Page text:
We saw Snowshoe hare, rocking their brown summer coats, at four of our camera sites this summer. In the winter, snowshoe hares coats turn white. This helps them to blend in with the snow, and may also increase the amount of heat they are able to absorb from solar energy.
From top to bottom: A snowshoe hare pauses in the foreground of the photo, video of a snowshoe hare bounding through the forest.
The yellow-bellied marmot is our only marmot species in Oregon. We only detected the yellow-bellied marmot at one high elevation site this summer! East of the Cascades, they can be found at lower elevations as they can live in both montane or arid environments. Marmots are true hibernators, by now they are probably snuggled up in their burrows, not to be seen again until spring!
A yellow-bellied marmot strikes a pose on a rock.
There are several species of squirrels found in our forests. These curious critters are always up to something!
From top to bottom: A Douglas squirrel climbing a tree, the California ground squirrel gathering some vegetation, the Eastern gray squirrel showing off its fluffy tail, the Northern flying squirrel gliding across the forest floor, and the golden mantle ground squirrel having a snack.
Douglas squirrel, like the one in the first picture, are one of the smallest squirrels in Oregon, Douglas squirrels can be identified by their small size and tan bellies. Up next we have an industrious California ground squirrel. In the colder parts of their range (such as here in the Cascades), California ground squirrels hibernate during the winter, so we don't expect to see many of them in the coming months! The next squirrel is easily identified by its long gray, bushy tail- its the Eastern gray squirrel! The squirrel seen gliding across the forest floor in the next image is the Northern flying squirrel. These little forest friends use a fold of their skin, called the patagium, that connects their hind and forelimbs in order to gracefully glide through the forest. Our final squirrel sighting is the golden mantle ground squirrel! These tiny squirrels look a lot like chipmunks. One easy way to tell them apart is that golden mantle ground squirrels lack face stripes. Check out the chipmunk below for comparison!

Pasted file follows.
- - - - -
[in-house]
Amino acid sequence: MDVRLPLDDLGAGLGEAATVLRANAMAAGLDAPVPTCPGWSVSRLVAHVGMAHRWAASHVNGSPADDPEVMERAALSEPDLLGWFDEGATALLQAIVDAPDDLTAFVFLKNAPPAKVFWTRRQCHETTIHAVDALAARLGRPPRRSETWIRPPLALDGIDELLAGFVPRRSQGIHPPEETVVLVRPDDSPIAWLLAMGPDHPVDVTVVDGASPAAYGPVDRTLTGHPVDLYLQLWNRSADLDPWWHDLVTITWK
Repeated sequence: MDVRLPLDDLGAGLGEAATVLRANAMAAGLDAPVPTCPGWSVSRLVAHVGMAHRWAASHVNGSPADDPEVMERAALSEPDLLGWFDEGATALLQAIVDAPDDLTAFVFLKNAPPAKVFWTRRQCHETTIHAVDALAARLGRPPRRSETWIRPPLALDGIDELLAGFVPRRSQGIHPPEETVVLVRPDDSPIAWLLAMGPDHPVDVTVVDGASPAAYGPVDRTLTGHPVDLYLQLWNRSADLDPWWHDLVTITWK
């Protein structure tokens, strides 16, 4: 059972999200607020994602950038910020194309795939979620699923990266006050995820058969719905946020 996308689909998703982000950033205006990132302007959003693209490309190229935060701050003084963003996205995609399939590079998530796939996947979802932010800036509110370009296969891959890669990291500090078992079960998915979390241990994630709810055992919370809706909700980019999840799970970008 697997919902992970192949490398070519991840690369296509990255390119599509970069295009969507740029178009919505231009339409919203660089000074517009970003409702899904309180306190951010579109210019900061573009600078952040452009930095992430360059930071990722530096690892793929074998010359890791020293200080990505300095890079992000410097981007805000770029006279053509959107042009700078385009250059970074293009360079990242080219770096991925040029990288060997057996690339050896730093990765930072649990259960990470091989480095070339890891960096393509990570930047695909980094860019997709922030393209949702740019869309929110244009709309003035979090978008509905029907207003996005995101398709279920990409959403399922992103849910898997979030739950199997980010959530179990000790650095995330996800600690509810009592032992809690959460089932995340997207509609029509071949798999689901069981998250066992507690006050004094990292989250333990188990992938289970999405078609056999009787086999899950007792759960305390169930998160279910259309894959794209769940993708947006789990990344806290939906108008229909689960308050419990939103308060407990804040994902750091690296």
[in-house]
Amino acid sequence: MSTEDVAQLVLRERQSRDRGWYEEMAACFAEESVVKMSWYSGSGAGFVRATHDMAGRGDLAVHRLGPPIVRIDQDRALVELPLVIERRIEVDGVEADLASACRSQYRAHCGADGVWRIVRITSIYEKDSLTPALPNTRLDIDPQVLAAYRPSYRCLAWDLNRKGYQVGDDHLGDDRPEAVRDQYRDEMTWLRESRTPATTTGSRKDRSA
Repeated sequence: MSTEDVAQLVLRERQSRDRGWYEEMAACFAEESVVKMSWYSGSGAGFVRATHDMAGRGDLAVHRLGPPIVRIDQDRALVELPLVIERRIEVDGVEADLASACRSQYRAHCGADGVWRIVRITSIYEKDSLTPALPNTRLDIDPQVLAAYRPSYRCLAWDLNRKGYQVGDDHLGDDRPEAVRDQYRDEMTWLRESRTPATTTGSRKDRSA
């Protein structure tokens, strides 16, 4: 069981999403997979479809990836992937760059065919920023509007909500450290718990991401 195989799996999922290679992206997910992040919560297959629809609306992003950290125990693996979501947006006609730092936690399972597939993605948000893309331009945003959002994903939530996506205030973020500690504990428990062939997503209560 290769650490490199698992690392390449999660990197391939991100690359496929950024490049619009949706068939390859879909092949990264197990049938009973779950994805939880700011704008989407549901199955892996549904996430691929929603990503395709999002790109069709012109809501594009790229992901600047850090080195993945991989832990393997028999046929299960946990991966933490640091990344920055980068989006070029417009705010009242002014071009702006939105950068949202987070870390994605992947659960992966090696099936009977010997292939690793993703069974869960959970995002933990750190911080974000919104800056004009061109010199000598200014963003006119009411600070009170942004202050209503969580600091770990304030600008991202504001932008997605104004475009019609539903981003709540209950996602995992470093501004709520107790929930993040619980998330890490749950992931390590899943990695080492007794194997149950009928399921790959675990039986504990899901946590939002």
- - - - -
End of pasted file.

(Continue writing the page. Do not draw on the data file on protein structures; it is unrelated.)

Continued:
A chipmunk perches on a branch next to our trail camera.